December 11, 2017
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Fiat draws interest in Jeep from Chinese rival amid asset review

By Bloomberg, Special to the BDN
David Mdzinarishvili | REUTERS | BDN
David Mdzinarishvili | REUTERS | BDN
The logo of Fiat Chrysler Automobiles' Jeep brand is seen on a vehicle at Tbilisi Mall in Tbilisi, Georgia, April 22, 2016.

Fiat Chrysler Automobiles NV’s fast-growing Jeep division has elicited takeover interest from a Chinese rival, the latest sign that the Italian-American company’s businesses may be up for grabs just as Asian carmakers hunt for European and U.S. assets.

Great Wall Motor, China’s biggest SUV maker, is interested in buying Jeep and will continue to monitor the situation, said a spokesman for the Baoding-based automaker. Fiat said there’s been no approach from Great Wall on Jeep “or any other matter relating to its business.”

The comments from the Chinese company, which pushed Fiat shares up to a record in Milan trading, come amid deal speculation as the manufacturer reviews its strategy amid pressure to compete with larger automotive groups. Still, a sale of Jeep on its own is unlikely.

The offroad brand anchors the Italian-American company’s mass-market car business, and carving out the unit would leave a gaping hole alongside the Dodge, Chrysler and Fiat nameplates. Reflecting the brand’s importance, Morgan Stanley estimates Jeep is worth 20.6 billion euros ($24 billion), about 4 billion euros more than the entire group’s market value.

“We are not wholly surprised that Great Wall is targeting what is arguably the strongest brand in FCA’s portfolio with little interest in the ‘other stuff’,” Arndt Ellinghorst, a London-based analyst with Evercore, said in a note. But valuation would be an issue, and Fiat’s improving financial position “would enable the company to seek out a better price for any or all of its parts.”

Fiat Chrysler Chief Executive Officer Sergio Marchionne stoked the speculation last month when he said the automaker will evaluate whether to spin off some of its businesses. Jeep, though, has been a key focus of expansion, with plans to boost sales to 2 million vehicles by 2018. Marchionne is pushing the company to eliminate debt by the end of next year to position it better for future deal-making.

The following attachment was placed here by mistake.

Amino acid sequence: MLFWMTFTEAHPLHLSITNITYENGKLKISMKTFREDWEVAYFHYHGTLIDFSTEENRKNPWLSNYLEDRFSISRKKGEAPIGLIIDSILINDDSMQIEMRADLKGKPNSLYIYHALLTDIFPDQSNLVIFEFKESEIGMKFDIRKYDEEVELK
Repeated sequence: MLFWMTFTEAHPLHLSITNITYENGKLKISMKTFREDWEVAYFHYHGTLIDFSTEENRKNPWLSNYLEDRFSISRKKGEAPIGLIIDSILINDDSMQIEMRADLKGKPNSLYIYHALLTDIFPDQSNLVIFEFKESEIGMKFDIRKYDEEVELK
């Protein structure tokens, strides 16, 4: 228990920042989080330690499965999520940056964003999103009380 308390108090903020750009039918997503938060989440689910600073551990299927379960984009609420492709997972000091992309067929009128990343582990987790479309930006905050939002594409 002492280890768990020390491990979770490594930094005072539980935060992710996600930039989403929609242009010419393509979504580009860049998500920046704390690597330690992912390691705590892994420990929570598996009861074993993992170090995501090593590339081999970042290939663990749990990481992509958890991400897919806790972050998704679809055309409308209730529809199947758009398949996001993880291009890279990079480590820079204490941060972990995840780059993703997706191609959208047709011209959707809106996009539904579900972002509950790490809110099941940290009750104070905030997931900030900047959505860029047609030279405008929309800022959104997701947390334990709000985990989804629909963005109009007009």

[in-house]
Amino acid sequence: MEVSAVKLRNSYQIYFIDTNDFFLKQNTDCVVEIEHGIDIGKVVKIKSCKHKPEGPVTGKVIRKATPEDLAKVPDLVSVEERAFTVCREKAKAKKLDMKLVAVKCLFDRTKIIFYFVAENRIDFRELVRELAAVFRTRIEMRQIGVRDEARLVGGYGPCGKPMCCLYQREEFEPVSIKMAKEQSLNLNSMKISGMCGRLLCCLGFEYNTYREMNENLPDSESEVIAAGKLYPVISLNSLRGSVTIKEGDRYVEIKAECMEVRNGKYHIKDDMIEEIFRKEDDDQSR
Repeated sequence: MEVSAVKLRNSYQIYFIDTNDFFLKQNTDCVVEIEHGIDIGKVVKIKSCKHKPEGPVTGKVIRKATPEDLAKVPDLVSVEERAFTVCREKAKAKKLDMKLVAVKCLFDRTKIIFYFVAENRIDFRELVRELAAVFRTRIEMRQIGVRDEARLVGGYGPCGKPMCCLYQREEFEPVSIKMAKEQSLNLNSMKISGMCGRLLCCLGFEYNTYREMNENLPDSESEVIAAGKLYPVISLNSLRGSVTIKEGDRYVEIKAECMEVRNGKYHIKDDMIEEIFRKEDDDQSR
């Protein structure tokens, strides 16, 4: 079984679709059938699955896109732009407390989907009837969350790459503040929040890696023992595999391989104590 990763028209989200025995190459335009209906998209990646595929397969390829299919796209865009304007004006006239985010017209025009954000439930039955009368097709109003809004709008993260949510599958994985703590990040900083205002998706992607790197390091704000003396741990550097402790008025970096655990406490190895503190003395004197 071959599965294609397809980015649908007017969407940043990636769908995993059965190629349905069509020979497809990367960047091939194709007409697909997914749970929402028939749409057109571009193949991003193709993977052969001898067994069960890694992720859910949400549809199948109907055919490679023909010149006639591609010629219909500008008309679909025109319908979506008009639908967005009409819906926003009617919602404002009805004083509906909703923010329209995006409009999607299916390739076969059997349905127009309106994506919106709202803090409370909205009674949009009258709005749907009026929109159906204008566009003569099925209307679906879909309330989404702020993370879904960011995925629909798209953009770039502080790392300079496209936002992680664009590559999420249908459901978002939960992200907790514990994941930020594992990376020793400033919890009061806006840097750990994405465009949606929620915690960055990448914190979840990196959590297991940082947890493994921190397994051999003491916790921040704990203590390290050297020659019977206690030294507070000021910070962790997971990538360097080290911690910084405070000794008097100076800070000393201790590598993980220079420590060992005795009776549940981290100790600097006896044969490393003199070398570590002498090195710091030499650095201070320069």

Fiat shares gained as much as 4.9 percent to an all-time high of 11.22 euros and were trading at 11.05 euros as of 12:24 p.m in Milan, valuing the company at 16.5 billion euros. Shares of Great Wall rose 1.6 percent in Hong Kong trading.

There are complications to a potential deal with Great Wall. Fiat Chrysler manufactures Jeeps in China with rival Guangzhou Automobile Group Co. The partner has said it doesn’t have plans at present to buy the SUV brand.

Acquiring Jeep could fast track plans by Great Wall Chairman Wei Jianjun to steer the SUV maker to sell pricier and more profitable models, recently introducing a new premium brand named WEY. A deal for Jeep would put Great Wall on a similar path as Zhejiang Geely Holding Group Co., which bought Sweden’s Volvo Cars and recently sealed a majority stake purchase of the owner of Lotus, the British sports-car brand.

Building a full-fledged luxury marque would take years with no promise of success, while Jeep offers instant name recognition and a global presence. Models like 209,800-yuan ($31,400) Jeep Cherokee would also catapult Great Wall into the lucrative high-end segment. By contrast, Great Wall’s 88,800-yuan H6 competes in a crowded field with offerings such as Geely’s Boyue, Guangzhou Auto’s Trumpchi GS4 and Chongqing Changan Automobile’s CS75.

While buying Jeep would give Great Wall a boost in branding, it would also “face big challenges in the near future as the government tightens up requirements on emissions and oil consumption, just like Hummer, which was undermined by the U.S. emission rules years ago,” said John Zeng, LMC’s Shanghai-based managing director.

Chinese regulators in 2010 blocked the acquisition of General Motors Co.’s gas-guzzling Hummer brand by Sichuan Tengzhong Heavy Industrial Machinery Co., saying the company didn’t provide a reasonable purchase plan.

Chairman Wei has warned of rising competition in the entry-level SUV segment. The company is rolling out the WEY nameplate at a time when sales of its flagship Haval H6 model, which accounts for half of its total deliveries, declined 5.5 percent to 263,872 units in the first seven months of this year. Automotive News earlier reported Great Wall’s interest in Jeep.

 


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